Money makes the world go round, and it comes in many forms these days. While there are many proponents of e-wallets and digital forms of currencies, physical representations of money still make up the majority. Usually, cash has a minimal direct impact on the environment until they are used to fund activities or products that do harm to the planet in the long run. Credit cards and debit cards, however, are the clear exceptions because their very nature as pieces of plastic immediately makes them non-sustainable. That plastic design is mostly by convention, though, and this unique card proves that not only can these cards be sustainable, they can also help make the planet heal every time they’re used.
The reason for plastic’s ubiquity is simply that there were no viable alternatives to it until recently. Plastic is cheap to make and durable, ideal properties for mass-produced products, including credit and debit cards that get distributed by the hundreds, if not thousands. Of course, there are no more sustainable options, like bioplastics or other newer materials. Some designers, however, have always preferred actual natural materials like wood, especially because of their unique characteristics and aesthetics.
Wood might not always be the best material to use for everything, and you might think that a card that sits in your wallet or jeans pocket isn’t a good place for it. Treecard, however, challenges that assumption with a debit card that is made from wood, at least except for the chip that is now standard in such cards. That does confirm that this isn’t just a decorative card but a fully functional one that can be used anywhere that accepts MasterCard. It also supports digital wallets like Apple Pay, Google Pay, and even Samsung Pay.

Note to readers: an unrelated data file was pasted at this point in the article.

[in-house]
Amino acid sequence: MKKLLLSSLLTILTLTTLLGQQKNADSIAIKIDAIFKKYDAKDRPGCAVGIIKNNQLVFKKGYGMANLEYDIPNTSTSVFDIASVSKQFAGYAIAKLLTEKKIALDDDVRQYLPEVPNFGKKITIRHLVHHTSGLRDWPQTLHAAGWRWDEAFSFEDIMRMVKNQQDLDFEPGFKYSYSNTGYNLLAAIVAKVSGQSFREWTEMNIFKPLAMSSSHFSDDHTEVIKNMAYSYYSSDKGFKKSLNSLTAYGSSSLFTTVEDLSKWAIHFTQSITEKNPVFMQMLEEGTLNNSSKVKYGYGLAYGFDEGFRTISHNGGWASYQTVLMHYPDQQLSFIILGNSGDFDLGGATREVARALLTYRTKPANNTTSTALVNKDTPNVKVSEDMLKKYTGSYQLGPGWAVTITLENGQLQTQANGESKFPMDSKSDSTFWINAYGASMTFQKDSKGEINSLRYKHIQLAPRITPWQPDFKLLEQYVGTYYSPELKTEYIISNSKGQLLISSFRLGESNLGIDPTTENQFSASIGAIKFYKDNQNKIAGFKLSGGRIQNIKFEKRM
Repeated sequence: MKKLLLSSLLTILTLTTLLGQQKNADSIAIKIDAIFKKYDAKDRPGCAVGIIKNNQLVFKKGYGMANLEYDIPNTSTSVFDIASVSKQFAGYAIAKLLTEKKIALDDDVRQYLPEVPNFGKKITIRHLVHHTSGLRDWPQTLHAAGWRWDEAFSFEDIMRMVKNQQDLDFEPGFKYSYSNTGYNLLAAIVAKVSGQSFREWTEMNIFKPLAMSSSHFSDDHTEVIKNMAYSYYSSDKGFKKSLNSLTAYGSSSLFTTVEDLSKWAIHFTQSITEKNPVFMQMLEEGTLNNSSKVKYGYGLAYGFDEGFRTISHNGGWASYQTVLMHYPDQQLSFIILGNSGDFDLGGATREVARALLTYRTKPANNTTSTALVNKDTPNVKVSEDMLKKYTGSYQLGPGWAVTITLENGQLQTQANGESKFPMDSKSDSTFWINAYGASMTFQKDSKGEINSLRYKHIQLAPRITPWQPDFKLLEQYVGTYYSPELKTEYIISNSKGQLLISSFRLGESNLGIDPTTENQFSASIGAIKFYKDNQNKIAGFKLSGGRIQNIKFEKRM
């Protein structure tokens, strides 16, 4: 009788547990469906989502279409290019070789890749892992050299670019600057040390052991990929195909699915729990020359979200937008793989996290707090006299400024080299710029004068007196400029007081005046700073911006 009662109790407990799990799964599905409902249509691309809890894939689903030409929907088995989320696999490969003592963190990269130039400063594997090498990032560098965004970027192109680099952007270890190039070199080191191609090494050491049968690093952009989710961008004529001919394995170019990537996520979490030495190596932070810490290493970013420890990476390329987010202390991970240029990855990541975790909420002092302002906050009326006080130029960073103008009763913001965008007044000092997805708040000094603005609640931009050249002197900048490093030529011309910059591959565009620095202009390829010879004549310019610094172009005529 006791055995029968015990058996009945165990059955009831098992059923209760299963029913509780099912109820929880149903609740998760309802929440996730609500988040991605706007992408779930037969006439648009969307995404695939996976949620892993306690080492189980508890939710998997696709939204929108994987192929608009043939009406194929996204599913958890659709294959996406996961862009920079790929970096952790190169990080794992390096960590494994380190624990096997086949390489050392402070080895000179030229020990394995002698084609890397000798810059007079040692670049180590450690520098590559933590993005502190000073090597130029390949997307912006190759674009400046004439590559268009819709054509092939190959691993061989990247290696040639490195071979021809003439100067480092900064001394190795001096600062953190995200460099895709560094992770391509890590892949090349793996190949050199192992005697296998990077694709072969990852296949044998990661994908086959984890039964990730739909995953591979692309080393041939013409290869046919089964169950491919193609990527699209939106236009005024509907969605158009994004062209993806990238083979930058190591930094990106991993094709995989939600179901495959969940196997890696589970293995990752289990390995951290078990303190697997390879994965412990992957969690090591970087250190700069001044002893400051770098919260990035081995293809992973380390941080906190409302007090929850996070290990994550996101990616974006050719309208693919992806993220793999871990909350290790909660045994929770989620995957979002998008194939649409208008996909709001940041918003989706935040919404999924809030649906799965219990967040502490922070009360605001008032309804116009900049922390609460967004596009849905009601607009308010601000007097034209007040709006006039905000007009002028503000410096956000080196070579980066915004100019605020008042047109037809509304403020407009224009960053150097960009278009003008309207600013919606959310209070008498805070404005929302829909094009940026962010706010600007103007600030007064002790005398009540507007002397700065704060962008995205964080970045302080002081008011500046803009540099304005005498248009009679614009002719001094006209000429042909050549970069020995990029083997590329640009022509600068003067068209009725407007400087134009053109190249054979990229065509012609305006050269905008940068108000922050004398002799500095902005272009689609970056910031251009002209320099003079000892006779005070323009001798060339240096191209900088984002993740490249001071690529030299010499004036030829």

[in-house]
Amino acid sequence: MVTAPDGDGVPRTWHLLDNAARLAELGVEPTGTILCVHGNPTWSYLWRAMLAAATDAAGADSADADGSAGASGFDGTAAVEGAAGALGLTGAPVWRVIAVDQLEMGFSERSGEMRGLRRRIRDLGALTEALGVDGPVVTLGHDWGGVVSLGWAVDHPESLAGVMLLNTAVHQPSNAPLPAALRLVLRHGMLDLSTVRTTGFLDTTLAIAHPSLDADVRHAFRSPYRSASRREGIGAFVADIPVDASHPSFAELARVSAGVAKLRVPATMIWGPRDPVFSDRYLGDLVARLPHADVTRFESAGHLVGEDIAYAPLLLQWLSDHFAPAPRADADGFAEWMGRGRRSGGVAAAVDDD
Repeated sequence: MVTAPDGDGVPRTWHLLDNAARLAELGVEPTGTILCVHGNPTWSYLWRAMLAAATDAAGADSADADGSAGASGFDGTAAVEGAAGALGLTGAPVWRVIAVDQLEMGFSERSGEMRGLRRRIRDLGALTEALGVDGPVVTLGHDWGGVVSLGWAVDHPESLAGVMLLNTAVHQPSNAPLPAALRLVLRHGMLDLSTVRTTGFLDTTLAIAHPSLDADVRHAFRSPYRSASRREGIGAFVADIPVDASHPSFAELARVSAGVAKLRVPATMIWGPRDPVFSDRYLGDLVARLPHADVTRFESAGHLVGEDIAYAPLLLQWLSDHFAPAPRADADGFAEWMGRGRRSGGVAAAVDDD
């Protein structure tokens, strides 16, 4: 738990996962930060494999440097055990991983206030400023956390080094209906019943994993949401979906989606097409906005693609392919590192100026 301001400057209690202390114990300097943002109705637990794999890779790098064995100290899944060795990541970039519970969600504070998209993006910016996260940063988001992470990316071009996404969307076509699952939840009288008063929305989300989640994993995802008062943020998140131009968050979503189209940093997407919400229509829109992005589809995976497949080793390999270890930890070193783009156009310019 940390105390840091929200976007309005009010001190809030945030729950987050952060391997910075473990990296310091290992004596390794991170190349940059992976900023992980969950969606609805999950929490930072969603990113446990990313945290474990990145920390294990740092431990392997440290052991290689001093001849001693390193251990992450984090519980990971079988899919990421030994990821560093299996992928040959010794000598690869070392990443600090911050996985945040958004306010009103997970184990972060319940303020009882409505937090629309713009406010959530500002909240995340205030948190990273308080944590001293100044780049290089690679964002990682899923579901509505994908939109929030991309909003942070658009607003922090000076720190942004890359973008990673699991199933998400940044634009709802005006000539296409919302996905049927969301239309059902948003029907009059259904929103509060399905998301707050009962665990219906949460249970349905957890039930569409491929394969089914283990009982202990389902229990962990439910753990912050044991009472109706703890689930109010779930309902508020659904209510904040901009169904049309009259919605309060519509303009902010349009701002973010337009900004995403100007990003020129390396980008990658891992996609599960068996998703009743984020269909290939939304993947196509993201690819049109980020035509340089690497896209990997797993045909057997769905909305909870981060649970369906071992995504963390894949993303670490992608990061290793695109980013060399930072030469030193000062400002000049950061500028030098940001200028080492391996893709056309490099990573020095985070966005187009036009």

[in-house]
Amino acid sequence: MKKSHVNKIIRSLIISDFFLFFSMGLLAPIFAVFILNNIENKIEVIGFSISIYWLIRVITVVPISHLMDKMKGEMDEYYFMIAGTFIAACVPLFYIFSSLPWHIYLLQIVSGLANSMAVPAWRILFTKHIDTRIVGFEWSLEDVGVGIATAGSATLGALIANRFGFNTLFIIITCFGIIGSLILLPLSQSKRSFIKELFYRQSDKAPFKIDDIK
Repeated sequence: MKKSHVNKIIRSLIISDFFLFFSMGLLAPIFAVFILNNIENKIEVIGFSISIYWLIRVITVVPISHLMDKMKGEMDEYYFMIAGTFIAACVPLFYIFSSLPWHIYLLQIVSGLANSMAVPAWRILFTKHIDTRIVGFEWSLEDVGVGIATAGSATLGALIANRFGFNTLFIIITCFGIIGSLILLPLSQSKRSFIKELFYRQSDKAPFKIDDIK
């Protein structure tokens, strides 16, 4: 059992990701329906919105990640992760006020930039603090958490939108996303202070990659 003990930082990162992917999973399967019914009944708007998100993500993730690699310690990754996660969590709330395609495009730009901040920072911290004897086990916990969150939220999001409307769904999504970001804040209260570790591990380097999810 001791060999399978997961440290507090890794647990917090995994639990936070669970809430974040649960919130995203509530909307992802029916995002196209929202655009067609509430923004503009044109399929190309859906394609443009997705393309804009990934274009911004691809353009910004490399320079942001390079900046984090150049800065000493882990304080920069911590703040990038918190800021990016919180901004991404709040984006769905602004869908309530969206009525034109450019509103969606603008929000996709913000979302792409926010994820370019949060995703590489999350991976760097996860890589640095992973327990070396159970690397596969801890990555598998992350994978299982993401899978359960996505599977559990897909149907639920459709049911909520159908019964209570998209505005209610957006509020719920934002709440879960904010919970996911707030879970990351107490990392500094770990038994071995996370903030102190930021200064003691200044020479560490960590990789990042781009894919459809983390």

What makes Treecard extra special is that its commitment to sustainability goes beyond the card itself. It tries to give back to the environment by working with a partner so that a tree gets planted for every $50 spent using the card. Given how much people, especially in the US, make use of “plastic,” Treecard’s strategy will almost ensure that more trees will be available for future generations. It takes its mission one step further by promising never to use what it earns to fund fossil fuels or deforestation activities.
A wooden debit card is admittedly a novel proposition and one that actually looks handsome and eye-catching wherever you use it. There might be some concerns about its durability, though, since wood is less resilient under pressure and wear and tear, something that plastic does have over it. That said, the idea that you’ll be helping make the Earth greener while you spend might be enticing enough for environment-conscious consumers to make the leap of faith. They just need to take better care of their stylish debit card now.